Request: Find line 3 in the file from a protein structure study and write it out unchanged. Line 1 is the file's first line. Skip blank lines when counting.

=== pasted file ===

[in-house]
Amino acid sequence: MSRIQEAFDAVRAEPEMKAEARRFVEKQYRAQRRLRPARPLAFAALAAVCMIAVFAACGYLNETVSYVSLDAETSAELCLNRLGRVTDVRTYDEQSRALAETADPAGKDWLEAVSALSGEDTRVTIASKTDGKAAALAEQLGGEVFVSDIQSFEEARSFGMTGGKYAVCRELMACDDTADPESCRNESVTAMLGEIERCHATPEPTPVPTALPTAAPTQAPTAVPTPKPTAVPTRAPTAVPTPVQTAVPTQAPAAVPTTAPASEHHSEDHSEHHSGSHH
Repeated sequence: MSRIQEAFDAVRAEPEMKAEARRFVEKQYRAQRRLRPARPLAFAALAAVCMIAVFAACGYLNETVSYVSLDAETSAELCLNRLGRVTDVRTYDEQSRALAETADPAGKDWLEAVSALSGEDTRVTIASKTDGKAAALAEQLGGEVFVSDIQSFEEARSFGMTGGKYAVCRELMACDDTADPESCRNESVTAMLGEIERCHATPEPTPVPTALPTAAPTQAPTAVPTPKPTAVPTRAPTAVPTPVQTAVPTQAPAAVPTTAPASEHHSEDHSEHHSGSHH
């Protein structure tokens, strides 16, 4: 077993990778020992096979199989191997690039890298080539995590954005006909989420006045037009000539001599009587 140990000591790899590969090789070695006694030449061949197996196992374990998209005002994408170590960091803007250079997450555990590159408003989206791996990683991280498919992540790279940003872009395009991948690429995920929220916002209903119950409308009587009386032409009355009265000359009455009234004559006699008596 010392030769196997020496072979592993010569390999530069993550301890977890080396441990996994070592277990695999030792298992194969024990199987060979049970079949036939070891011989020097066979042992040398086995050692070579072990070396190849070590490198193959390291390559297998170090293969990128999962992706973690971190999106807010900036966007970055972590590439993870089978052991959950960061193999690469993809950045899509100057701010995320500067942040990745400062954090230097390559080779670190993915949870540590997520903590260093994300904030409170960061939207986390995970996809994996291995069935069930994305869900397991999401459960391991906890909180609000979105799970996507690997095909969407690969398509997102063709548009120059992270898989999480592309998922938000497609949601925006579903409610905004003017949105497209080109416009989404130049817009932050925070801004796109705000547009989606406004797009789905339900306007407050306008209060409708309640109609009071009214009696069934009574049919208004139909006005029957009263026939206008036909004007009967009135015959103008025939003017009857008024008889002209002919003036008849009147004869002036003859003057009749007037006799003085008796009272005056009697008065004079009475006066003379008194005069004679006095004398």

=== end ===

Repeated sequence: MSRIQEAFDAVRAEPEMKAEARRFVEKQYRAQRRLRPARPLAFAALAAVCMIAVFAACGYLNETVSYVSLDAETSAELCLNRLGRVTDVRTYDEQSRALAETADPAGKDWLEAVSALSGEDTRVTIASKTDGKAAALAEQLGGEVFVSDIQSFEEARSFGMTGGKYAVCRELMACDDTADPESCRNESVTAMLGEIERCHATPEPTPVPTALPTAAPTQAPTAVPTPKPTAVPTRAPTAVPTPVQTAVPTQAPAAVPTTAPASEHHSEDHSEHHSGSHH